The Idaho National Laboratory held a ceremonial groundbreaking on April 11 for two new buildings.
(Natalia Hepworth,EastIdahoNews.com photo)
IDAHO FALLS, Idaho (AP) Idaho National Laboratory took a huge step in expanding its research and cybersecurity work.
The lab held a ceremonial groundbreaking on April 11 for two new buildings: the Cybercore Integration Center and the Collaborative Computing Center, the Post Register reported .
The Cybercore Integration Center will host an advanced electronics lab that will be used for cybersecurity and infrastructure security research. The Collaborative Computing Center will house a “supercomputer” providing research capabilities that will benefit the lab, universities and other institutions throughout the state due to their connection through the Idaho Regional Optical Network.
The buildings will bolster important national security-related work and create new professional jobs that will make it easier for people to build careers and raise their families in eastern Idaho, said Mark Peters, INL director.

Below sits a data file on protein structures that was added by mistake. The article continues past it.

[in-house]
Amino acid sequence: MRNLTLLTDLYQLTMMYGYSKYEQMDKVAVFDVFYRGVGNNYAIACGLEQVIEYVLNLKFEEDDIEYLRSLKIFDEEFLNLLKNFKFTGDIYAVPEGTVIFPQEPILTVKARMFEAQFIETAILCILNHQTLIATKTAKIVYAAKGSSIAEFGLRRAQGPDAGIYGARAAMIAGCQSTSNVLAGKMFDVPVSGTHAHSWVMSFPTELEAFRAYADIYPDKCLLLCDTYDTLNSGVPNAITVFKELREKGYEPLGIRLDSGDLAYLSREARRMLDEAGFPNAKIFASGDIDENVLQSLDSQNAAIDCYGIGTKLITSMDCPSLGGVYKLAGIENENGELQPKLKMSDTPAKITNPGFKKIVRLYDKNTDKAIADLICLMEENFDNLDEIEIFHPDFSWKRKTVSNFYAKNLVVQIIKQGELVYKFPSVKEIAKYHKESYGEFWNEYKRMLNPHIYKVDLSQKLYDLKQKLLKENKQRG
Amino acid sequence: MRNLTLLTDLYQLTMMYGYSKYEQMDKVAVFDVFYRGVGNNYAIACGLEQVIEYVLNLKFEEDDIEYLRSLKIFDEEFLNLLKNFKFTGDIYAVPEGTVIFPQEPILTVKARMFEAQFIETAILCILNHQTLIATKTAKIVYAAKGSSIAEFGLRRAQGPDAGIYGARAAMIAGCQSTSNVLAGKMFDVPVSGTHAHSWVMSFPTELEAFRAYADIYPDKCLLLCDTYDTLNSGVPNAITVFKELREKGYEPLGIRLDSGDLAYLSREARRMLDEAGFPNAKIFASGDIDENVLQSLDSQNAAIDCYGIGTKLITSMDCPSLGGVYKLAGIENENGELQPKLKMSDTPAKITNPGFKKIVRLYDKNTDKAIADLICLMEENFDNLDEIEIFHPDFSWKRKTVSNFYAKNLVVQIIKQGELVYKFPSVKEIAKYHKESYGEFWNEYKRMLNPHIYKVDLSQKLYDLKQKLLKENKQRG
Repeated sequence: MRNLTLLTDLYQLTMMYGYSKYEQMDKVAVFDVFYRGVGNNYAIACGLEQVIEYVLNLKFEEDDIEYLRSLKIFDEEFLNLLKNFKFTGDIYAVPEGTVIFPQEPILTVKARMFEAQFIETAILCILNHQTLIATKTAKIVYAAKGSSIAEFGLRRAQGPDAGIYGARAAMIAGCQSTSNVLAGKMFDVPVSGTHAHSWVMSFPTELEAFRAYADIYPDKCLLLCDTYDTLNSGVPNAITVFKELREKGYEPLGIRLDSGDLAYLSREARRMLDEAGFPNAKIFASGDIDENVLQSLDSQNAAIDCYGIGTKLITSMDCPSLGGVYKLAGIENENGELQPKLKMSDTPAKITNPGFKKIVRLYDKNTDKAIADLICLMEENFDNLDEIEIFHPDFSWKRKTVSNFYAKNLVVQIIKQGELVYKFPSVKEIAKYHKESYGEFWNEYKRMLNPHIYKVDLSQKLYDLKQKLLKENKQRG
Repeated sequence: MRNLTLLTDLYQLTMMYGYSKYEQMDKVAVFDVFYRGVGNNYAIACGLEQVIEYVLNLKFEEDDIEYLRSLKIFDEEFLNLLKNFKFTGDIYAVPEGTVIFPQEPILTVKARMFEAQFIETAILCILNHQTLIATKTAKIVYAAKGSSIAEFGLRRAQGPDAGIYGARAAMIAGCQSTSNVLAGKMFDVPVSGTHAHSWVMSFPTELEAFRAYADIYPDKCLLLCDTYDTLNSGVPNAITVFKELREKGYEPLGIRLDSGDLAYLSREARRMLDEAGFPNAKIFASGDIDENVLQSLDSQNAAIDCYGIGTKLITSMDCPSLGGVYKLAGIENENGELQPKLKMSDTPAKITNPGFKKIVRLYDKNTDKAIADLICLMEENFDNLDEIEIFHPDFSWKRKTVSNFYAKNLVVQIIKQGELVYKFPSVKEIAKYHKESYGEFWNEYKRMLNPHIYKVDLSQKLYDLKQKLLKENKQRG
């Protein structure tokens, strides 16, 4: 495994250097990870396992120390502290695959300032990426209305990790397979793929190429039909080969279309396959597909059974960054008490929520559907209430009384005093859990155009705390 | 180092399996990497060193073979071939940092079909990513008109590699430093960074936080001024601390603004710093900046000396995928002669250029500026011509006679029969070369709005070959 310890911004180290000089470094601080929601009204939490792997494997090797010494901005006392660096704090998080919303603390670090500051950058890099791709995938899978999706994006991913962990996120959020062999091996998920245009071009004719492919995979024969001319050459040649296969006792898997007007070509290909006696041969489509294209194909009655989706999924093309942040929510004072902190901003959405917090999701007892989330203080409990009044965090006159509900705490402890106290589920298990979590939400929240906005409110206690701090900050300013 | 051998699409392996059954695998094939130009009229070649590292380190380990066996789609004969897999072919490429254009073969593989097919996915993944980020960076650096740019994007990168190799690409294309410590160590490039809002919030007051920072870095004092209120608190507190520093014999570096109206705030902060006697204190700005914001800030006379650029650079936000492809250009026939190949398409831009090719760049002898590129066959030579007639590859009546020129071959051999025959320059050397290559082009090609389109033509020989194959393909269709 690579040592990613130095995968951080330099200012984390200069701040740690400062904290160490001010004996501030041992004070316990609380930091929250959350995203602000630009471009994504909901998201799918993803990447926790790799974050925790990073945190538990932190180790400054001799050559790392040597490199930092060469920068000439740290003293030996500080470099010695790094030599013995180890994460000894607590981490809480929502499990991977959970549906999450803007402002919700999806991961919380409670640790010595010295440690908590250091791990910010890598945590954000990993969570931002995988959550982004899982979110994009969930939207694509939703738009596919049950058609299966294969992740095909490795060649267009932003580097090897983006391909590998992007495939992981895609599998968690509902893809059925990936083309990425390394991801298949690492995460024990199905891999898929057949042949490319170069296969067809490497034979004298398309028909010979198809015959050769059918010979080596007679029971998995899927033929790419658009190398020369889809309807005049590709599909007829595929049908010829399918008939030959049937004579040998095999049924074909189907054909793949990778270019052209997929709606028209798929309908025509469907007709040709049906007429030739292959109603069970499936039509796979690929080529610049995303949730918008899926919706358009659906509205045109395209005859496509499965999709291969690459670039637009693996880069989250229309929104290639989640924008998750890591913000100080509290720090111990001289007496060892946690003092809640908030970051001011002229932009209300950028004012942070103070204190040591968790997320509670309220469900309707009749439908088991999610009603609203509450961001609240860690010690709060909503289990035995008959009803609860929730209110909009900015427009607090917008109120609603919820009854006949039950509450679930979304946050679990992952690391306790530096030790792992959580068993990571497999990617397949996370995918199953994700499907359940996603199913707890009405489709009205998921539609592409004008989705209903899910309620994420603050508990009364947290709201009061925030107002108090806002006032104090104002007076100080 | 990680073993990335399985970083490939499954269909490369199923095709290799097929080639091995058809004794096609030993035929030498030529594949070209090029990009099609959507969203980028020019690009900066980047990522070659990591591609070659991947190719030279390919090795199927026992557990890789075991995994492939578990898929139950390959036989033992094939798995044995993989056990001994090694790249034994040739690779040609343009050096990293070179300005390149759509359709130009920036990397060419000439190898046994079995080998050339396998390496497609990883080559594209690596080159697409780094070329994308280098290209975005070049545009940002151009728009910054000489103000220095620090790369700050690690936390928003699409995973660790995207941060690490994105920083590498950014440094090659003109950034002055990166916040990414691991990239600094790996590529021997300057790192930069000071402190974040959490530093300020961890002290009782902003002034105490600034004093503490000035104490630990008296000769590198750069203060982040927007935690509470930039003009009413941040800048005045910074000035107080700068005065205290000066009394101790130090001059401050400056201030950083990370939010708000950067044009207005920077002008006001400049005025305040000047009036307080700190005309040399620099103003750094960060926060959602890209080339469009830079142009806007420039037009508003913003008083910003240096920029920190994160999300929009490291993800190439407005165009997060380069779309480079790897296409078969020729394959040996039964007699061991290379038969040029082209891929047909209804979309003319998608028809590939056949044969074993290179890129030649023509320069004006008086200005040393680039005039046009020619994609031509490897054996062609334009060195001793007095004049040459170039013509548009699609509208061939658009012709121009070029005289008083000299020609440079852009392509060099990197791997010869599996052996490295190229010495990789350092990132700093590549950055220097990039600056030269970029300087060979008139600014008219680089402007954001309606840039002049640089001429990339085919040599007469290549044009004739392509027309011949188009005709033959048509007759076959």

The Idaho State Building Authority sold $90 million in bonds to fund the project and then leased the land to the Idaho's Board of Education, which in turn is leasing it to the national laboratory.
Idaho National Laboratory will pay the state a little more than $6.1 million a year, according to state Board of Education spokesman Mike Keckler.
The buildings are expected to add $102 million a year to the local economy, according to numbers compiled by the Research and Business Development Center in Rexburg.
Construction is expected to create 585 jobs directly with 402 spinoff jobs. The facilities will employ 148 people, with an average yearly salary of $126,585 and the potential to create 397 more jobs by their economic impact.
For more information, visit postregister.com.